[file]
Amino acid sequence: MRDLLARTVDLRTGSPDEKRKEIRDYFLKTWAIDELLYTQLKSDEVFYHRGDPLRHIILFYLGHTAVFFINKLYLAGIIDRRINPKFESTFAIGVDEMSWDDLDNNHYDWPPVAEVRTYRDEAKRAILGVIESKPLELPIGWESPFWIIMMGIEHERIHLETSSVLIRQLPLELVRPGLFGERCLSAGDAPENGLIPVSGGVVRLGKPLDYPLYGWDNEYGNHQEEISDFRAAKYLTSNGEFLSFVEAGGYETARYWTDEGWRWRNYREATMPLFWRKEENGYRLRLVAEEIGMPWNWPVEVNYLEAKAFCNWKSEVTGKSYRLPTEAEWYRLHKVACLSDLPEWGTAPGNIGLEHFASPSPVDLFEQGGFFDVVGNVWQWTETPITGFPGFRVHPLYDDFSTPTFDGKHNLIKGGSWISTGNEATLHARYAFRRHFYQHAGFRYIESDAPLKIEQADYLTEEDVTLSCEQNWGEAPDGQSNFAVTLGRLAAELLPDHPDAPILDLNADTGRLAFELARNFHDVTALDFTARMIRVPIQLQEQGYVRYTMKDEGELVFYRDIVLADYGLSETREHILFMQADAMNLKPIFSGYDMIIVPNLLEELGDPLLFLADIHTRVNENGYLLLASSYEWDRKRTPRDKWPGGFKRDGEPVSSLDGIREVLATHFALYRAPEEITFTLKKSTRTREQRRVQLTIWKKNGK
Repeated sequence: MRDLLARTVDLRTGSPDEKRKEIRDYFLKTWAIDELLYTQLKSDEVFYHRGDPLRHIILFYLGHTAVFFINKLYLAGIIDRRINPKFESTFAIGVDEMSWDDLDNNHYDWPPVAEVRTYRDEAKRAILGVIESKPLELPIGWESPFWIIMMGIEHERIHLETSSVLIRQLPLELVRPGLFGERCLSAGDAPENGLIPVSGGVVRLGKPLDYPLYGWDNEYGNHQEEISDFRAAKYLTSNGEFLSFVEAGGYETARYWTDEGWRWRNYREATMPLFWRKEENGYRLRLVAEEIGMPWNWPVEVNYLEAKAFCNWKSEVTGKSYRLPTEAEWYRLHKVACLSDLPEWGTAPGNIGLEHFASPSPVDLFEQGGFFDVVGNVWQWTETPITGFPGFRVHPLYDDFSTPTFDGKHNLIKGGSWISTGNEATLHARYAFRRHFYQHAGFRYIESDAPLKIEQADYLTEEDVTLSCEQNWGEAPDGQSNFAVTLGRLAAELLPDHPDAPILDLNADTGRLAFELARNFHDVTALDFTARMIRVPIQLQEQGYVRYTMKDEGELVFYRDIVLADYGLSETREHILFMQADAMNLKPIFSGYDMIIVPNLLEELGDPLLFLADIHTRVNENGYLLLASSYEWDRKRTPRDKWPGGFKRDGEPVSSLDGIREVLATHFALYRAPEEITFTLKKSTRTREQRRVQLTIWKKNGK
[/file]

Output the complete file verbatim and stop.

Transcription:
Amino acid sequence: MRDLLARTVDLRTGSPDEKRKEIRDYFLKTWAIDELLYTQLKSDEVFYHRGDPLRHIILFYLGHTAVFFINKLYLAGIIDRRINPKFESTFAIGVDEMSWDDLDNNHYDWPPVAEVRTYRDEAKRAILGVIESKPLELPIGWESPFWIIMMGIEHERIHLETSSVLIRQLPLELVRPGLFGERCLSAGDAPENGLIPVSGGVVRLGKPLDYPLYGWDNEYGNHQEEISDFRAAKYLTSNGEFLSFVEAGGYETARYWTDEGWRWRNYREATMPLFWRKEENGYRLRLVAEEIGMPWNWPVEVNYLEAKAFCNWKSEVTGKSYRLPTEAEWYRLHKVACLSDLPEWGTAPGNIGLEHFASPSPVDLFEQGGFFDVVGNVWQWTETPITGFPGFRVHPLYDDFSTPTFDGKHNLIKGGSWISTGNEATLHARYAFRRHFYQHAGFRYIESDAPLKIEQADYLTEEDVTLSCEQNWGEAPDGQSNFAVTLGRLAAELLPDHPDAPILDLNADTGRLAFELARNFHDVTALDFTARMIRVPIQLQEQGYVRYTMKDEGELVFYRDIVLADYGLSETREHILFMQADAMNLKPIFSGYDMIIVPNLLEELGDPLLFLADIHTRVNENGYLLLASSYEWDRKRTPRDKWPGGFKRDGEPVSSLDGIREVLATHFALYRAPEEITFTLKKSTRTREQRRVQLTIWKKNGK
Repeated sequence: MRDLLARTVDLRTGSPDEKRKEIRDYFLKTWAIDELLYTQLKSDEVFYHRGDPLRHIILFYLGHTAVFFINKLYLAGIIDRRINPKFESTFAIGVDEMSWDDLDNNHYDWPPVAEVRTYRDEAKRAILGVIESKPLELPIGWESPFWIIMMGIEHERIHLETSSVLIRQLPLELVRPGLFGERCLSAGDAPENGLIPVSGGVVRLGKPLDYPLYGWDNEYGNHQEEISDFRAAKYLTSNGEFLSFVEAGGYETARYWTDEGWRWRNYREATMPLFWRKEENGYRLRLVAEEIGMPWNWPVEVNYLEAKAFCNWKSEVTGKSYRLPTEAEWYRLHKVACLSDLPEWGTAPGNIGLEHFASPSPVDLFEQGGFFDVVGNVWQWTETPITGFPGFRVHPLYDDFSTPTFDGKHNLIKGGSWISTGNEATLHARYAFRRHFYQHAGFRYIESDAPLKIEQADYLTEEDVTLSCEQNWGEAPDGQSNFAVTLGRLAAELLPDHPDAPILDLNADTGRLAFELARNFHDVTALDFTARMIRVPIQLQEQGYVRYTMKDEGELVFYRDIVLADYGLSETREHILFMQADAMNLKPIFSGYDMIIVPNLLEELGDPLLFLADIHTRVNENGYLLLASSYEWDRKRTPRDKWPGGFKRDGEPVSSLDGIREVLATHFALYRAPEEITFTLKKSTRTREQRRVQLTIWKKNGK